Just before taking office, Donald Trump promised that his health-care plan would give "insurance for everybody."
Today, not so much.
The Trump-endorsed American Health Care Act authored by House Speaker Paul Ryan will lead to millions more Americans being uninsured, according to a formal estimate released Monday by the Congressional Budget Office. The grisly assessment will further imperil legislation that is already being heavily criticized by other Republicans.
The CBO found that by next year, 14 million more people would be uninsured, rising to 24 million in 2026. In total, 52 million Americans would be uninsured by 2026 under the AHCA, compared to 28 million if the Affordable Care Act remains on the books.
This projection is far worse than expected. The Standard & Poor's rating agency had made a preliminary prediction last week that suggested the legislation would only lead to 6-10 million additional uninsured people in the United States.
Health insurance premiums would also rise in the short term: between now and 2020, single policyholders would find their health insurance premiums rising 15-20 percent over the current Obamacare law.
The Republican proposal would also drastically reduce the amount of money spent on low-income individuals who qualify to for Medicaid. CBO estimates that over the next decade, $880 billion less would be spent on this program and 14 million fewer people would be enrolled in Medicaid by 2026 — 17 percent less than under Obamacare.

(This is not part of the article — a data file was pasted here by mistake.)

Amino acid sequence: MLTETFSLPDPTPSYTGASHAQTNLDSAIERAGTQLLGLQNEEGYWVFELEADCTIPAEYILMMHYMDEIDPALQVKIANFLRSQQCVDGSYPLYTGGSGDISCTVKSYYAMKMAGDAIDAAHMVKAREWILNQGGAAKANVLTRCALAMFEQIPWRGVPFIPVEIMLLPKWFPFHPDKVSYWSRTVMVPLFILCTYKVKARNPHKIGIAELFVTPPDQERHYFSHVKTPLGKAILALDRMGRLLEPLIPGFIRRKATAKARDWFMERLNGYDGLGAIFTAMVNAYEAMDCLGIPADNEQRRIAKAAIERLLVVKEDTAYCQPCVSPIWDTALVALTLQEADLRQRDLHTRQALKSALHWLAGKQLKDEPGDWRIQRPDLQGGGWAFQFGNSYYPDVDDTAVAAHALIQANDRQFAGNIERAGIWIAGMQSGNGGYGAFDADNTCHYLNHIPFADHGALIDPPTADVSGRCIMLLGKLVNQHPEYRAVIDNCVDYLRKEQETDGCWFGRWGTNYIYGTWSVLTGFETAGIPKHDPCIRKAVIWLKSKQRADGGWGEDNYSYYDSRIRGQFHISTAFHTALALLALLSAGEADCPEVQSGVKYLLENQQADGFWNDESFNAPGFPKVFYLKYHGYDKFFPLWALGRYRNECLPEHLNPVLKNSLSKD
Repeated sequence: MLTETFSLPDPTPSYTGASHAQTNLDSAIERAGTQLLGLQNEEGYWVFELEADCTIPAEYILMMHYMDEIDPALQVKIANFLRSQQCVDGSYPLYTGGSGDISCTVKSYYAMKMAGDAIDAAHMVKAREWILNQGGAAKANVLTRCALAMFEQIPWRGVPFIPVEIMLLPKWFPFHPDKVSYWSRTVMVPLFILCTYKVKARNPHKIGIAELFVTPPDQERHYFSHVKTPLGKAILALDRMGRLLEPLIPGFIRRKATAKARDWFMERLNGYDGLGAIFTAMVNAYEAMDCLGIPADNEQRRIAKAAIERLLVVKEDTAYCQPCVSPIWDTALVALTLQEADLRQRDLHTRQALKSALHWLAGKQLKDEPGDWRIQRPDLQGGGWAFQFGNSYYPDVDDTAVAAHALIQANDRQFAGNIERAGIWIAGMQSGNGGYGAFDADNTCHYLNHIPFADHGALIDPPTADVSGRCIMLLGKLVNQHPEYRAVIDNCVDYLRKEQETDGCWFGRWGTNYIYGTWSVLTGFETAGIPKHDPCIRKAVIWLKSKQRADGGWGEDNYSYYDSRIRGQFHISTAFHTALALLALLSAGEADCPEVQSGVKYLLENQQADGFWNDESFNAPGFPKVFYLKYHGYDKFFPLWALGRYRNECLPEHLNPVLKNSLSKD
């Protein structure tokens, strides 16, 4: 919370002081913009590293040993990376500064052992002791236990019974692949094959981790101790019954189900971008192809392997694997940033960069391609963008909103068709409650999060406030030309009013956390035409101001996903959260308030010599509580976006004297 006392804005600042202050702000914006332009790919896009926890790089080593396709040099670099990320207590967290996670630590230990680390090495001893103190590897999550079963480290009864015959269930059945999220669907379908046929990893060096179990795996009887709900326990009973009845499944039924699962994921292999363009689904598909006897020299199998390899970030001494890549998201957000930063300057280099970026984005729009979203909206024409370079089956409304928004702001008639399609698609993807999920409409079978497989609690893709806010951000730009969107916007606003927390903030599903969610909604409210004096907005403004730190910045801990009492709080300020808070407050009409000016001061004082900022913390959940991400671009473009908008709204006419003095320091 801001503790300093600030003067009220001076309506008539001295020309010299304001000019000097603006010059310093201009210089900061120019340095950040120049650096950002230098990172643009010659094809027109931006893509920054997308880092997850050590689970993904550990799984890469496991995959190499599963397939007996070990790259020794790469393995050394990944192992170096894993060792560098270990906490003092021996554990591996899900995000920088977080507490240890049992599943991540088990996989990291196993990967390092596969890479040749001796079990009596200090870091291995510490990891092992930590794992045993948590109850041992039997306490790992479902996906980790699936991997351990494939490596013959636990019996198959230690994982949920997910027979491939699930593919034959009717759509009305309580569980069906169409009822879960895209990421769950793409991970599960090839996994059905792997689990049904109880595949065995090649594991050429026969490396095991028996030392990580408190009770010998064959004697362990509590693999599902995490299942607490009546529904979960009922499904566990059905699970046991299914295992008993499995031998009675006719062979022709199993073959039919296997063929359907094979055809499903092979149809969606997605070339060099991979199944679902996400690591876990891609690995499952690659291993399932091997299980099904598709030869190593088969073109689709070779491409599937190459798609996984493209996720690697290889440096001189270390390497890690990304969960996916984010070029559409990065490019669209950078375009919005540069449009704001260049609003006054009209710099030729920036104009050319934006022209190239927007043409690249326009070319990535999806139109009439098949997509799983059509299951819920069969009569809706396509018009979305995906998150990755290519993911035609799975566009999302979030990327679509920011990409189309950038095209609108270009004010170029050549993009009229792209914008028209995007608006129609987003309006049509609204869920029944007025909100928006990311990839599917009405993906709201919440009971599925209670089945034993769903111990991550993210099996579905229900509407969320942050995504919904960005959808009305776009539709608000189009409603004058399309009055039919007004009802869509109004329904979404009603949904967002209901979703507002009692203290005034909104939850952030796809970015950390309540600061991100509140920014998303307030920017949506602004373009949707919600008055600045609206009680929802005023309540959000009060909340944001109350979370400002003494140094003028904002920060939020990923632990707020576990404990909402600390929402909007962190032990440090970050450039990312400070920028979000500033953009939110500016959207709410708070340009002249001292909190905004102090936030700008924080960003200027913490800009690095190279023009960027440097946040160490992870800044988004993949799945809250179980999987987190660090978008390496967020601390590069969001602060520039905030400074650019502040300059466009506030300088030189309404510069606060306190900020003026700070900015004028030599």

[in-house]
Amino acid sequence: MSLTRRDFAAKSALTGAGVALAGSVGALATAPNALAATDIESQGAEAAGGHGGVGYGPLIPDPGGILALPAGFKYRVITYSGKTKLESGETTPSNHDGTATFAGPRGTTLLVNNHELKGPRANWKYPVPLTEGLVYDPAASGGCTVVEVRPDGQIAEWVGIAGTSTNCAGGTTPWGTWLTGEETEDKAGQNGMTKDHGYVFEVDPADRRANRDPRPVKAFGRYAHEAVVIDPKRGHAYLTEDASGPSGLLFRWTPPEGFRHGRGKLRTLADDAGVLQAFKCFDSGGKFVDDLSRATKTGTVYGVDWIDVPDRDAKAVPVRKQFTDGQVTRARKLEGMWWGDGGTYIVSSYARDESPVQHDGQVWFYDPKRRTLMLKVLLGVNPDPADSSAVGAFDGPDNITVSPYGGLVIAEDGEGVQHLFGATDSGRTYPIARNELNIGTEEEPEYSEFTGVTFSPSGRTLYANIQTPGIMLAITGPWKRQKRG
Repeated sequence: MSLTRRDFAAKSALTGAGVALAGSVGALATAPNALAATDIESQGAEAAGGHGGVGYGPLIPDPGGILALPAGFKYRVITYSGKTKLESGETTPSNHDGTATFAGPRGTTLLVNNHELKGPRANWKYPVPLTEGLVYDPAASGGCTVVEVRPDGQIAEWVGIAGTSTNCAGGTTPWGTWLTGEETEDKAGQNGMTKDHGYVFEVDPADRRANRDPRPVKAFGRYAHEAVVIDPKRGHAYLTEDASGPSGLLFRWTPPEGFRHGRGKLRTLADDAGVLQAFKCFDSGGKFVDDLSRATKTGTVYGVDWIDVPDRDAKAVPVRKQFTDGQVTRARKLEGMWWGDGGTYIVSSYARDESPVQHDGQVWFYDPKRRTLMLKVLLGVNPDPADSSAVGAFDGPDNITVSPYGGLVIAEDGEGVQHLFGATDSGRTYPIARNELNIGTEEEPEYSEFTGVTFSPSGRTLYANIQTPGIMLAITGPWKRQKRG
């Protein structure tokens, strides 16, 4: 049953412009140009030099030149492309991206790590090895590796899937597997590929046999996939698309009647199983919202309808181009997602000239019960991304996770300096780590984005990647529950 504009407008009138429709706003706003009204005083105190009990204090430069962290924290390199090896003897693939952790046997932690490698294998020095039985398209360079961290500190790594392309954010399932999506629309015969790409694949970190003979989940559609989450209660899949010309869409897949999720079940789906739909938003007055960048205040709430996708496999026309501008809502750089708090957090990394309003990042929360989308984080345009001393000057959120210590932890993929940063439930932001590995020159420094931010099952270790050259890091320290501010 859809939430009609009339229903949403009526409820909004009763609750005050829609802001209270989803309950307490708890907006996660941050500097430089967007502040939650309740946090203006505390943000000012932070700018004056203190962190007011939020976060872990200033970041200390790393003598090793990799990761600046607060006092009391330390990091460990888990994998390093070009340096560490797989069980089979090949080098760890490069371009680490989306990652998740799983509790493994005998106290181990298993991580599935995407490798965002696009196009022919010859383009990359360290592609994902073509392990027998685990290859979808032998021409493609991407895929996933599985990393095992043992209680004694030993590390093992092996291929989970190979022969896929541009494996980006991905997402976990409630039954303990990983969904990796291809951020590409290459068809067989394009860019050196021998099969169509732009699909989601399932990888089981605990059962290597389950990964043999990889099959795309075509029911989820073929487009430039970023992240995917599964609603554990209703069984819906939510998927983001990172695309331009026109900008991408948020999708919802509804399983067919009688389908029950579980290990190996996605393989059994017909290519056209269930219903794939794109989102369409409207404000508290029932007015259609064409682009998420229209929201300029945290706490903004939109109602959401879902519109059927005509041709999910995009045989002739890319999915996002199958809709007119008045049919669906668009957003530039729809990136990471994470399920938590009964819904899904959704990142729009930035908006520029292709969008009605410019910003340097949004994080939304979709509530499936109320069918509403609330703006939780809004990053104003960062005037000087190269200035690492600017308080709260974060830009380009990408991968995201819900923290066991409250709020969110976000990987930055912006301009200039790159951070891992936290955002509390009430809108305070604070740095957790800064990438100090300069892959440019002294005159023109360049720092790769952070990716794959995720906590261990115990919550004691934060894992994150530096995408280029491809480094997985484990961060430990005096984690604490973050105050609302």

Younger individuals, who would no longer face a mandate to purchase insurance, will be less likely to do so — making the mix of insured individuals older, on average.
And for those older enrollees in health insurance, premiums are likely to skyrocket. Under the AHCA, insurers would be allowed to charge older Americans five times more than younger ones, rather than three times under Obamacare. One example that the CBO gives is a 64-year-old person with an income of $26,500. Under current law, the individual's net premium is $1,700. Under the Republican proposal, the premiums would rise more than eight-fold to $14,600.
The legislation does come with a silver lining, especially for deficit hawks on Capitol Hill: the deficit would be decreased by $337 billion over the next decade.
The health care bill’s political prospects have come under attack over the past week in the GOP.
Sen. Tom Cotton, a Republican from Arkansas, told his House colleagues that they ought to make major revisions to the legislation before they send it to the Senate. “To my friends in House: pause, start over. Get it right, don't get it fast,” he tweeted. Arkansas is one of the states which embraced the expansion of Medicaid under Obamacare.
Other Republicans have criticized the legislation for leaving far too much of the Obamacare health care reforms in place.
Within an hour of the CBO report's release, Health and Human Services Secretary Tom Price told reporters, "We disagree strenuously," and pledged that the bill would actually cover more Americans at a lower cost. Price has offered no evidence of this yet.
The White House preemptively criticized the Congressional Budget office last week.
“If you’re looking at the CBO for accuracy, you’re looking in the wrong place,” White House Press Secretary Sean Spicer said.
But when President Obama was in office, Spicer had no problem citing them.
"Bill gutting #ObamaCare would save half-trillion over a decade, CBO finds," he tweeted last year, just one of several times he cited the agency.